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Adaptive multi-sensor wide area situational awareness system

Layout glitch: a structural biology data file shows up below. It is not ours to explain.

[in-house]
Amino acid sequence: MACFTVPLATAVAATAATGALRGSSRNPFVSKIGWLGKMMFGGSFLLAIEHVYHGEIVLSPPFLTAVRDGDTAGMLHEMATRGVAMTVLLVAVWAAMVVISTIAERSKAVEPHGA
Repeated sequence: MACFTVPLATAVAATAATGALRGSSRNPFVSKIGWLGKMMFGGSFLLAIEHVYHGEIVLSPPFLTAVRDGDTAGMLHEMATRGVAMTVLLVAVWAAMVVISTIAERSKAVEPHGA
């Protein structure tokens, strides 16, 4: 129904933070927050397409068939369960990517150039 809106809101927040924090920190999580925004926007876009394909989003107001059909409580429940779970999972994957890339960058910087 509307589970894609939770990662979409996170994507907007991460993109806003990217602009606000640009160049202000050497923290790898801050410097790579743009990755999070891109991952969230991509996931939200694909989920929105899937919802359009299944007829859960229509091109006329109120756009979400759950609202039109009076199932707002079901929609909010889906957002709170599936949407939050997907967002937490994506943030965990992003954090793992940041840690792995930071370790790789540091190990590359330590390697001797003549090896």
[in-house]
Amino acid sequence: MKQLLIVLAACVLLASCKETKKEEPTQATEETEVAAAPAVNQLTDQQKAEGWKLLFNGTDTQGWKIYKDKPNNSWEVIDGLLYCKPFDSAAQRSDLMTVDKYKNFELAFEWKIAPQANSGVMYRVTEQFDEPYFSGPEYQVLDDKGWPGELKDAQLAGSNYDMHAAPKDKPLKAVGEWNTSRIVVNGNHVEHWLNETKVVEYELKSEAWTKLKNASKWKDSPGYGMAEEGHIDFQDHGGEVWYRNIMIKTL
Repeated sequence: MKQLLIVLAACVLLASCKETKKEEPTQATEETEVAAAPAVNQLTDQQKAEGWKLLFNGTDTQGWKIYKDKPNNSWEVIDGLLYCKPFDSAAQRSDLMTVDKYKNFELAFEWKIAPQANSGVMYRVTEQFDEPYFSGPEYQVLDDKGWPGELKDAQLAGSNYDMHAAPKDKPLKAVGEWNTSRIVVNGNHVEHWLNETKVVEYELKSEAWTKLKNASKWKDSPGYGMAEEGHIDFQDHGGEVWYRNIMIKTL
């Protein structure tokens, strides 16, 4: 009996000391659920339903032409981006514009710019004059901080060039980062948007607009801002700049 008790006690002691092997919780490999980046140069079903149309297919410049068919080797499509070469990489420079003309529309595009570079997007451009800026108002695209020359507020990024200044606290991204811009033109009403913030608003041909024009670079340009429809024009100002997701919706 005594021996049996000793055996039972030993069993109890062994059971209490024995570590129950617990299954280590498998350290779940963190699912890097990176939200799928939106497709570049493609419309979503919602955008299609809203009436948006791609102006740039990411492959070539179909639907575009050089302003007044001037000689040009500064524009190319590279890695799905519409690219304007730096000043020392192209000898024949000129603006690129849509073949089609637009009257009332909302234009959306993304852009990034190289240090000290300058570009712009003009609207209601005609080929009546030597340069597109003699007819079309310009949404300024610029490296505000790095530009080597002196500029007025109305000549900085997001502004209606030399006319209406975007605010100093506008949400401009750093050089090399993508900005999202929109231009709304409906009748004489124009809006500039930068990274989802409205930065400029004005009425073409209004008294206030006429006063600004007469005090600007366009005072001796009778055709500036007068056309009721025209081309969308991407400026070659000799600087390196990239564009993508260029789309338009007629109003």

OBJECTIVE: Develop machine learning technology that can significantly improve warfighter wide area situational awareness based on multiple sensors. DESCRIPTION: Layered sensing enables situational awareness (SA) about an area of interest (AOI) by providing multiple high-resolution views of the area. SA in a wide area of operations is particularly challenging as the sensor resources have to be stretched to satisfy a large number of warfighter requests. Typical wide area sensor layering consists of a patchwork of high and low resolution sensor views. For example, SAR/GMTI radars may first provide low-revisit data over large areas and then high-resolution high-revisit data over pre-defined areas of where an activity of interest is suspected. EOIR and WAMI sensors can scan a large area of interest at low resolution and then provide high-resolution images over small areas of interest. Depending on the availability of the resources and time constraints, multiple sensors can be layered over the same activity or each sensor can cover different activities. AF and Army users then have the challenge of fusing this disparate data to uncover activities of interest. The objective of this topic is to develop machine learning technologies that can address two challenges in the wide area sensor layering: (1) improve analyst"s ability to detect activities of interest in wide area layered sensor data, (2) to deliver the sensor data to the AF and Army users in time to make a decision over a combination of satellite, airborne and mobile low-bandwidth networks. Machine learning technologies can improve the performance of activity detection methods by taking advantage of the training data arising during the operations. The activity detection system has an opportunity to learn from the detections provided by the users, and from ad hoc multi-sensor co-collects provided by the layered sensors. Traditional machine learning uses labeled examples, generated by analysts by analyzing the collected data, to train the learning algorithms; the training process produces a decision rule which can be applied to detect activities in the future data. In a typical scenario, however, more data is available; for instance each low-resolution may have corresponding high-resolution views and analysts might have enhanced parts of the data by describing the situation in detail. Such additional data from the high-resolution sensors or the analyst may not be available in the operational environment when activities of interest must be detected in real time. Advanced machine learning technology that can use additional information during training is desired. Furthermore, the machine learning technology should take into account the specifics of operational sensor data: high variability of observed activities and sensor observations, internal structure within the classes of interest; presence of large number of clutter classes, limited amount of learning samples, and the need to integrate machine learning into the human analytical process. Such adaptive activity detection system can significantly increase probability of detection of activities of interest and reduce the false alarm rate. The goal of the adaptive network management system is to ensure that the right information flows to the right users in time to provide situational awareness. The system will monitor network performance under varying sensor output and user requests, learn to predict future bottlenecks, and develop proactive network management and prioritization policies. PHASE I: Develop machine learning technologies which can operate on training data containing additional information not available during the test stage, and consider the complex structure of classes of interest and large number of clutter classes. Apply machine learning technology to detection of activities in sensor data and management of sensor networks. PHASE II: Apply developed technology to forensic datasets from radar, EOIR, WAMI sensors and to track the data/activities. Demonstrate detection and false alarm performance. Demonstrate benefit to the analyst. PHASE III: Integrate with ground stations. REFERENCES: 1. M. Bryant,P. Johnson, B. M. Kent, M. Nowak, S. Rogers, (2008)"LAYERED SENSING, Its Definition, Attributes, and Guiding Principles for AFRL Strategic Technology Development", Sensors Directorate, Air Force Research Laboratory, Wright-Patterson Air Force Base, Ohio. 2. D. Deptula, (2012),"New ISR Concepts for the 21st Century", Remarks by David A. Deptula, Lt Gen USAF (Ret), CEO, Mav6, LLC Mid East ISR Symposium, Abu Dhabi, UAE 5 Feb 2012 for-the-21st-century/ 3. M.S. Cromer, W.G. McDonough, J.A. Conway,(2009),"Leading the way in geospatial intellingence", Military Intelligence Professional Bulletin,
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